I looked over my posts again. When I first started my voice was there, however tentative. As I decided to reach out to the business community with my “wisdom” more actively the posts became more cerebral, more ordered, more perfect…and well…considerably more boring. Hell, I don’t even like to read them twice.  It’s troubling that the great information – well composed and properly cited – is lost among the sheer lack of voice. Hmmm.

So, it’s time to welcome the Authentic Me on this Bizlog. I will connect what I do in the classroom and in my family life to how I have, and will, lead. I will sometimes write while I’m angry. I will make mistakes and take accountability for them. I promise my readers, however, that I’ll not be boring.

I tell my students that if I’m bored while I’m teaching, they must be in a coma. Whoo, does that ever go for this blog. If I lapse into Not Me, call me on it. If I anger you; tell me. If I inspire you, tell me and others.

Welcome to the Authentic Me and my way of looking at business. Please, engage.

From a “Bad Indian Girl” who has become a “Bad Asian Parent”

A colleague recently sent me an article article from the Wall Street Journal about being a Chinese mother. He recommends parents give it a read. Essentially, the author states that shaming a child (for their own good mind you) is cultural, successful, and much preferred to the Western style of parenting. This no hold barred article makes the point that learning should not be fun but hard work, and given hours of practice, memorization, and parental tutoring, all kids can be the best in the class. The author also includes other Asian and some African cultures in her diatribe.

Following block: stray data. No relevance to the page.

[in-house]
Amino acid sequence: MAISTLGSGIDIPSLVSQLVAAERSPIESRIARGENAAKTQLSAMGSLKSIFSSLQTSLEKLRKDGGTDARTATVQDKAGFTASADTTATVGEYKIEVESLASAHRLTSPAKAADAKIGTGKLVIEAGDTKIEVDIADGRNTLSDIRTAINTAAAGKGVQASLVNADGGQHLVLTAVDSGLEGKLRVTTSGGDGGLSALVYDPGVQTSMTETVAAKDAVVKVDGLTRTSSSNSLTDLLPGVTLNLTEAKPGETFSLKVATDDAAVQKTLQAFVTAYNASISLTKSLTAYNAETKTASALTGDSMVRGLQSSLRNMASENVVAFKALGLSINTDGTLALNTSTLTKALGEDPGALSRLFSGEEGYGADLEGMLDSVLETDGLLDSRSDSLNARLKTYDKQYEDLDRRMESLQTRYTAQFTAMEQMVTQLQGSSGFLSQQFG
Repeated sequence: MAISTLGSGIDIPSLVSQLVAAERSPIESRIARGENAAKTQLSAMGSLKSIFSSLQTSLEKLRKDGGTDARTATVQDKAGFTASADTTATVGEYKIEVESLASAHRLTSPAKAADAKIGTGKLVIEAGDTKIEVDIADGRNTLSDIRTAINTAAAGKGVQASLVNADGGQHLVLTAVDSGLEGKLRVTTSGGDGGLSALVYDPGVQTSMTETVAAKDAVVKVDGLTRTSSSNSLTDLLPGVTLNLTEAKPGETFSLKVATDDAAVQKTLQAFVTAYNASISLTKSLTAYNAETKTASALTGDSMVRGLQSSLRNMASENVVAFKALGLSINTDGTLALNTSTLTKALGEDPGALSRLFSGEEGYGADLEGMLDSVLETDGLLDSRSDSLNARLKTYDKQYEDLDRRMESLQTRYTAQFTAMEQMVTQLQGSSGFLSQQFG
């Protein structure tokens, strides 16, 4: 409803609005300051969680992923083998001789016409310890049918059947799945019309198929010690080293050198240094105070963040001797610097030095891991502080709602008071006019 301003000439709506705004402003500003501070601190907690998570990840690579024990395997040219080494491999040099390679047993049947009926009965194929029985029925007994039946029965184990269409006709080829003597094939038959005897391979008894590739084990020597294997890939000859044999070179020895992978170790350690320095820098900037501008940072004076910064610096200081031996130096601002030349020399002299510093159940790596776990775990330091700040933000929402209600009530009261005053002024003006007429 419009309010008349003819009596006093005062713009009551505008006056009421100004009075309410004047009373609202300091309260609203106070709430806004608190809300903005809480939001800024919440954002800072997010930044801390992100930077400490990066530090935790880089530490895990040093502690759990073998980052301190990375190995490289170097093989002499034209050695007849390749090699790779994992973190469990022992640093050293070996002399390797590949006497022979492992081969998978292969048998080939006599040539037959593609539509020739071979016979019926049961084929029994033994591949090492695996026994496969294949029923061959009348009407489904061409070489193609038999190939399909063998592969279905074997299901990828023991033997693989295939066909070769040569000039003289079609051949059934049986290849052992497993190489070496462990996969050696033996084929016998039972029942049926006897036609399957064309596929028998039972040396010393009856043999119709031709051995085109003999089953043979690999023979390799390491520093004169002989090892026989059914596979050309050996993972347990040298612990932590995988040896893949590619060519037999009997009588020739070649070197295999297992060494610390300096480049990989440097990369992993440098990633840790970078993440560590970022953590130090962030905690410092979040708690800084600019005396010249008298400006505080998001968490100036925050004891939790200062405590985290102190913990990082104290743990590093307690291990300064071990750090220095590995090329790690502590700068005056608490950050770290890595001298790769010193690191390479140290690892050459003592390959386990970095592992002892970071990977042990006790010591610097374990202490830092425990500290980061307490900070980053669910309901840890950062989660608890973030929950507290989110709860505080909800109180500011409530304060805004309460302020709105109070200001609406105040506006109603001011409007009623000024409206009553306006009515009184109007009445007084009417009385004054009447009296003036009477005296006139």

As a kid, I was considered a “bad Indian girl.” I didn’t go to Indian school the two weekend days other kids had free. I didn’t take dance lessons and didn’t stay on the “women’s side” of the house during the endless Indian parties weekend after weekend. Instead, I wanted to discuss literature and politics and business with the men. The Indian men didn’t know what to do with me, but my father always welcomed me with open arms. He let my natural curiosity lead my desire to learn.

Was I pushed to succeed in school, yes. Nothing was as difficult to handle than the pressure I put on myself, however. I started things and stopped things (not easily as my parents wouldn’t let me give up too easily) as I discovered myself and my calling. Why am I telling you this? Apparently I’ve evolved from a “bad Indian girl” into a “bad Indian mom.”